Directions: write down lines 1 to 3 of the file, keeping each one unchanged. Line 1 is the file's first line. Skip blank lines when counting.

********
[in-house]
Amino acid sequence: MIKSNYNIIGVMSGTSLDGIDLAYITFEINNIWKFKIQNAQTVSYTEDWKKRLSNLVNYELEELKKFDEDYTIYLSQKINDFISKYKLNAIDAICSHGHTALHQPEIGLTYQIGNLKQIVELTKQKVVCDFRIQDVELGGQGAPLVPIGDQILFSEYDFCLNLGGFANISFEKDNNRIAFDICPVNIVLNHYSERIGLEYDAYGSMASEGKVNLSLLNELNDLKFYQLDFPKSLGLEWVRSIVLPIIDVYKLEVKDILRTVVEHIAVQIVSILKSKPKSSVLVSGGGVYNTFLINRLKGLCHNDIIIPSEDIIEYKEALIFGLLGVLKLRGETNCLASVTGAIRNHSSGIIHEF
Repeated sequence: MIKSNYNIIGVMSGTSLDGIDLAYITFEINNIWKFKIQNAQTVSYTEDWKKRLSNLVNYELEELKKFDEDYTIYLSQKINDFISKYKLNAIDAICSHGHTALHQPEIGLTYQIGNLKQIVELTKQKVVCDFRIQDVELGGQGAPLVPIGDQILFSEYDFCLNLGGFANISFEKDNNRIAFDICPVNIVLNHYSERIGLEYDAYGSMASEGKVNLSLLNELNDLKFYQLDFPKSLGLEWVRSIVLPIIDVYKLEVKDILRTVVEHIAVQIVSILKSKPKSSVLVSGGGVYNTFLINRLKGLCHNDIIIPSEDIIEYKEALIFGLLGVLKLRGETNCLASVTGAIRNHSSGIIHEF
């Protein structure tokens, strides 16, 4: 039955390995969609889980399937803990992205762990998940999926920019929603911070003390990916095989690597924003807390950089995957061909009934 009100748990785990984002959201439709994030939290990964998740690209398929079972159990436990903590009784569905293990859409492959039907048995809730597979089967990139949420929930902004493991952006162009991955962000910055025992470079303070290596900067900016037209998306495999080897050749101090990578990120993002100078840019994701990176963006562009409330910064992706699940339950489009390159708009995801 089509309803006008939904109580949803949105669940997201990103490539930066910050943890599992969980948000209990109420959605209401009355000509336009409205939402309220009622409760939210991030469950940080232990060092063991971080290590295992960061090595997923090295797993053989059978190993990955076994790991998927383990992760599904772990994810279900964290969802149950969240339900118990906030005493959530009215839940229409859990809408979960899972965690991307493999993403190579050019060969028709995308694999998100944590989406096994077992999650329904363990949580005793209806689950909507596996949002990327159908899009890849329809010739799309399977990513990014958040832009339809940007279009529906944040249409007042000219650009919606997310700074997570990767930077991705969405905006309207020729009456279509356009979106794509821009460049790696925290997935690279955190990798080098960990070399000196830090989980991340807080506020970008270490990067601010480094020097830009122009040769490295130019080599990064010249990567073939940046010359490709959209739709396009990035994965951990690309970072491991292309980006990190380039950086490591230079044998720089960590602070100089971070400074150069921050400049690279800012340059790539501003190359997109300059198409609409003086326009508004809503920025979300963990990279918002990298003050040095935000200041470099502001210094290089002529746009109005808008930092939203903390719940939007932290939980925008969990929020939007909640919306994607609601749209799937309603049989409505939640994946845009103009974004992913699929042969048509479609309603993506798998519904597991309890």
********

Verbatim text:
[in-house]
Amino acid sequence: MIKSNYNIIGVMSGTSLDGIDLAYITFEINNIWKFKIQNAQTVSYTEDWKKRLSNLVNYELEELKKFDEDYTIYLSQKINDFISKYKLNAIDAICSHGHTALHQPEIGLTYQIGNLKQIVELTKQKVVCDFRIQDVELGGQGAPLVPIGDQILFSEYDFCLNLGGFANISFEKDNNRIAFDICPVNIVLNHYSERIGLEYDAYGSMASEGKVNLSLLNELNDLKFYQLDFPKSLGLEWVRSIVLPIIDVYKLEVKDILRTVVEHIAVQIVSILKSKPKSSVLVSGGGVYNTFLINRLKGLCHNDIIIPSEDIIEYKEALIFGLLGVLKLRGETNCLASVTGAIRNHSSGIIHEF
Repeated sequence: MIKSNYNIIGVMSGTSLDGIDLAYITFEINNIWKFKIQNAQTVSYTEDWKKRLSNLVNYELEELKKFDEDYTIYLSQKINDFISKYKLNAIDAICSHGHTALHQPEIGLTYQIGNLKQIVELTKQKVVCDFRIQDVELGGQGAPLVPIGDQILFSEYDFCLNLGGFANISFEKDNNRIAFDICPVNIVLNHYSERIGLEYDAYGSMASEGKVNLSLLNELNDLKFYQLDFPKSLGLEWVRSIVLPIIDVYKLEVKDILRTVVEHIAVQIVSILKSKPKSSVLVSGGGVYNTFLINRLKGLCHNDIIIPSEDIIEYKEALIFGLLGVLKLRGETNCLASVTGAIRNHSSGIIHEF